Remembering Burma’s Independence

Pastoral Reflections

On January 4, Burma celebrated the 72nd anniversary of their independence from British rule. Like every other place in the world’s history of brokenness under human rule, the story of Burma is not without intrigues.

After three wars between the British and Burmese, known as the Anglo-Burmese wars, the British eventually took control of Burma in 1886. As is common in such contexts, what followed were years of internal political maneuverings between British and native Burmese leaders. On Jan 4, 1948 they regained independence.

Today, many years after independence, Burma still struggles with volatile conflicts and extreme tribal oppression from flame that was flared up long ago. This has resulted in significant refugee and humanitarian crises in recent years. Many of them, literally running for their very lives, now live in the US and some of them among us in the TLC family.

This thing we call racial (or ethnic) reconciliation has proven to be no small matter in human history. Our current society struggles with its complexity.

One African proverb says, “If going fast, walk alone, but if going far, walk together.” When we come to the Lord’s Table each week, we gather as a people who have entered into the life of resurrection and reconciliation initiated by Christ, reconciling us to God and to each other. He is calling peoples of various nations, ethnicities, colors, ages and personality types to His Table and into a walk that traverses the present world, yet journeying beyond it to a distant land. A land not quickly understood by this world.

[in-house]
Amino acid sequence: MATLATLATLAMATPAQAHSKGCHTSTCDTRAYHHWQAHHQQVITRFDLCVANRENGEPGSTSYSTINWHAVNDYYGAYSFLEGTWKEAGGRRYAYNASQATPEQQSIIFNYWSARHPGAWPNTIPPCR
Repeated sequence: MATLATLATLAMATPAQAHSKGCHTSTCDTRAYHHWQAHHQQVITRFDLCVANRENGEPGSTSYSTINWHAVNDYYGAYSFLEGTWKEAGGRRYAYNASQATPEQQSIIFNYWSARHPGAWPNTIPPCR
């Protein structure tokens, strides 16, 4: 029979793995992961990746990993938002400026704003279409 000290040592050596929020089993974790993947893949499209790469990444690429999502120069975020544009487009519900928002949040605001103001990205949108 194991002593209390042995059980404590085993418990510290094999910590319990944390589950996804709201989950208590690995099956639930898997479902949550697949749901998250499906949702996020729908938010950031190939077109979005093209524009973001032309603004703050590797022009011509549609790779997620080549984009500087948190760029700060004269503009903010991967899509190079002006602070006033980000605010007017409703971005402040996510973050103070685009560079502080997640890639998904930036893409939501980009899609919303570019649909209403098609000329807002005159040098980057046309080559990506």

The story of Burma is not unique. It is common to human history in various shapes. But, as we remember the nation, I encourage us to lift their peoples in prayer for peace and healing. Lift, also, our own brothers and sisters here among us, for healing, the grace to progress in spite of the past, and a redemption of their stories.
For [Christ] himself is our peace, who has made the two groups one and has destroyed the barrier, the dividing wall of hostility… His purpose was to create in himself one new humanity out of the two, thus making peace, and in one body to reconcile both of them to God through the cross, by which he put to death their hostility. (Eph. 2:14-16) __________________________________________________________________________________________
Donald Nwankwo
The Light of Christ Anglican Church
4000 W. Yale Ave.